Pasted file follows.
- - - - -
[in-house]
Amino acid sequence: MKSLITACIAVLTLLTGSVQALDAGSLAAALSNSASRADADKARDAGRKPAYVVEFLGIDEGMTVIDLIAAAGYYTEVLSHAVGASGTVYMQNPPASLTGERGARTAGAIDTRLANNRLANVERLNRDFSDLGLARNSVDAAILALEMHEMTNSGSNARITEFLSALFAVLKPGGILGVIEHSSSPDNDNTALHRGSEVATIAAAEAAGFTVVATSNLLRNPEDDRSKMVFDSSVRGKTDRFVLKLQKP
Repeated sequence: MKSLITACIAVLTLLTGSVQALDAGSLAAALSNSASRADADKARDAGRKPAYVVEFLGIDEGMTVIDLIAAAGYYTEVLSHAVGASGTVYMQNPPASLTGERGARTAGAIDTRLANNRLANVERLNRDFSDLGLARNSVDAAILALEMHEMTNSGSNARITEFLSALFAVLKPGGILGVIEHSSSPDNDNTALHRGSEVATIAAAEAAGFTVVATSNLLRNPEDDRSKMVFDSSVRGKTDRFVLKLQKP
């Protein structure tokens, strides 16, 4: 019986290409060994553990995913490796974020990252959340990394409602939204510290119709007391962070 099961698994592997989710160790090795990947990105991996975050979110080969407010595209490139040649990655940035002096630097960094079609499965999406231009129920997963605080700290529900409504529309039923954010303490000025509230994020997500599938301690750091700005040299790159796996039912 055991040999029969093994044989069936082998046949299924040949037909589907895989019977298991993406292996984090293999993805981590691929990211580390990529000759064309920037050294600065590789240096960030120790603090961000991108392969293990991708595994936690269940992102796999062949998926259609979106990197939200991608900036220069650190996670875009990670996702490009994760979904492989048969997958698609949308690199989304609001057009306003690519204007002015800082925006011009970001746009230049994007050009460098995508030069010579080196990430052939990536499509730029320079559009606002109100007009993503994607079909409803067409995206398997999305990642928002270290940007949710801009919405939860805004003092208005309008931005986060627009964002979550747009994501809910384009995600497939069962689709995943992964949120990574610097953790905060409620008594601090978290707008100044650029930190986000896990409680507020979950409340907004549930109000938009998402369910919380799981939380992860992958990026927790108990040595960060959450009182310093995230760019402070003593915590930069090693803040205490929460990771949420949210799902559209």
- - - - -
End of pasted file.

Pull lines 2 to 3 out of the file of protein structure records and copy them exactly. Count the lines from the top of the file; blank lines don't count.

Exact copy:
Amino acid sequence: MKSLITACIAVLTLLTGSVQALDAGSLAAALSNSASRADADKARDAGRKPAYVVEFLGIDEGMTVIDLIAAAGYYTEVLSHAVGASGTVYMQNPPASLTGERGARTAGAIDTRLANNRLANVERLNRDFSDLGLARNSVDAAILALEMHEMTNSGSNARITEFLSALFAVLKPGGILGVIEHSSSPDNDNTALHRGSEVATIAAAEAAGFTVVATSNLLRNPEDDRSKMVFDSSVRGKTDRFVLKLQKP
Repeated sequence: MKSLITACIAVLTLLTGSVQALDAGSLAAALSNSASRADADKARDAGRKPAYVVEFLGIDEGMTVIDLIAAAGYYTEVLSHAVGASGTVYMQNPPASLTGERGARTAGAIDTRLANNRLANVERLNRDFSDLGLARNSVDAAILALEMHEMTNSGSNARITEFLSALFAVLKPGGILGVIEHSSSPDNDNTALHRGSEVATIAAAEAAGFTVVATSNLLRNPEDDRSKMVFDSSVRGKTDRFVLKLQKP